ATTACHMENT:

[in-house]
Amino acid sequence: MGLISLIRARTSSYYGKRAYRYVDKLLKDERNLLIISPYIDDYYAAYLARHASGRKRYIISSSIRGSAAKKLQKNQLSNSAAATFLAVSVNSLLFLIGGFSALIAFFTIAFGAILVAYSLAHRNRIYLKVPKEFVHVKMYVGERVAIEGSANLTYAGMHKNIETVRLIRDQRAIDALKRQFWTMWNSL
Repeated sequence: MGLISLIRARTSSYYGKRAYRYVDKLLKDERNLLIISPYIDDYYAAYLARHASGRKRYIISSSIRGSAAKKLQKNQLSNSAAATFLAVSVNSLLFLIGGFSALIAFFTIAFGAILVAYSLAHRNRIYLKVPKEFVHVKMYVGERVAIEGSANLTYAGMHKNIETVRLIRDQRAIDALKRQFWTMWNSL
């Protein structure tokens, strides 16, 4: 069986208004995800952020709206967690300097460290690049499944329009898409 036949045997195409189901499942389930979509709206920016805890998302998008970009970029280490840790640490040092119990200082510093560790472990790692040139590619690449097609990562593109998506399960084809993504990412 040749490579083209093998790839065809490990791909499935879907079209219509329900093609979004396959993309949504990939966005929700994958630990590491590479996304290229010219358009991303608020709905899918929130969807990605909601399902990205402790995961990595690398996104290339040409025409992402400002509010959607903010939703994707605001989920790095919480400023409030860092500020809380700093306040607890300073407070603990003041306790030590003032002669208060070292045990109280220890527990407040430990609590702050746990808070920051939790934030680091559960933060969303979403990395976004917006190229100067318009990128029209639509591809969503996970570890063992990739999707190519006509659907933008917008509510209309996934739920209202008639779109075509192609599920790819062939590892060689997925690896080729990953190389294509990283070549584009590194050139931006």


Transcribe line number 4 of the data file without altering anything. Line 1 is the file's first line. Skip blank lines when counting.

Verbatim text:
């Protein structure tokens, strides 16, 4: 069986208004995800952020709206967690300097460290690049499944329009898409 036949045997195409189901499942389930979509709206920016805890998302998008970009970029280490840790640490040092119990200082510093560790472990790692040139590619690449097609990562593109998506399960084809993504990412 040749490579083209093998790839065809490990791909499935879907079209219509329900093609979004396959993309949504990939966005929700994958630990590491590479996304290229010219358009991303608020709905899918929130969807990605909601399902990205402790995961990595690398996104290339040409025409992402400002509010959607903010939703994707605001989920790095919480400023409030860092500020809380700093306040607890300073407070603990003041306790030590003032002669208060070292045990109280220890527990407040430990609590702050746990808070920051939790934030680091559960933060969303979403990395976004917006190229100067318009990128029209639509591809969503996970570890063992990739999707190519006509659907933008917008509510209309996934739920209202008639779109075509192609599920790819062939590892060689997925690896080729990953190389294509990283070549584009590194050139931006």